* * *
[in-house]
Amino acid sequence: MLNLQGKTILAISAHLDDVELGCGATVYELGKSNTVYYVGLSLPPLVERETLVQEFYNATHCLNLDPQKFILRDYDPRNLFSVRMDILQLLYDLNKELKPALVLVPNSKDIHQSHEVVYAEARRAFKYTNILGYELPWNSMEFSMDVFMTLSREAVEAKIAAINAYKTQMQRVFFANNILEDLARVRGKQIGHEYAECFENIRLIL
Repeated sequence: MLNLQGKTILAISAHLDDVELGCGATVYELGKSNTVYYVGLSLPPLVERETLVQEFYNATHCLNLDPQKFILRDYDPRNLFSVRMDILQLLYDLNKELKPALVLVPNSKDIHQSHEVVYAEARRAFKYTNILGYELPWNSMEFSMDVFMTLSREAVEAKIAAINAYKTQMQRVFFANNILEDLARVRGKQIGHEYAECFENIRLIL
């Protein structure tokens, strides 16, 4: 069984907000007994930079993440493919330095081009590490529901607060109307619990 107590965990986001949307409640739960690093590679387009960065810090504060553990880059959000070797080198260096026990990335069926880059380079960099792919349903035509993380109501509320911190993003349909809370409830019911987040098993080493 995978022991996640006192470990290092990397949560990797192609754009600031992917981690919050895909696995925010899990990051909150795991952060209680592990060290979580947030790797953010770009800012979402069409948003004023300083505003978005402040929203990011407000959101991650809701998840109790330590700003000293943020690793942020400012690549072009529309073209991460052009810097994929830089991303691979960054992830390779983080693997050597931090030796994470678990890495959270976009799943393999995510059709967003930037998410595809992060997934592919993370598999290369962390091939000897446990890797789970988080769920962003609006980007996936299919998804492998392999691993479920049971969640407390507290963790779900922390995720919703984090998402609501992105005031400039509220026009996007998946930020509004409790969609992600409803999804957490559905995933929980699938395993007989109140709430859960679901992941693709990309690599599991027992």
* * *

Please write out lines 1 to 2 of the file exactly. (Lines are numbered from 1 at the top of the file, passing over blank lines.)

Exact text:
[in-house]
Amino acid sequence: MLNLQGKTILAISAHLDDVELGCGATVYELGKSNTVYYVGLSLPPLVERETLVQEFYNATHCLNLDPQKFILRDYDPRNLFSVRMDILQLLYDLNKELKPALVLVPNSKDIHQSHEVVYAEARRAFKYTNILGYELPWNSMEFSMDVFMTLSREAVEAKIAAINAYKTQMQRVFFANNILEDLARVRGKQIGHEYAECFENIRLIL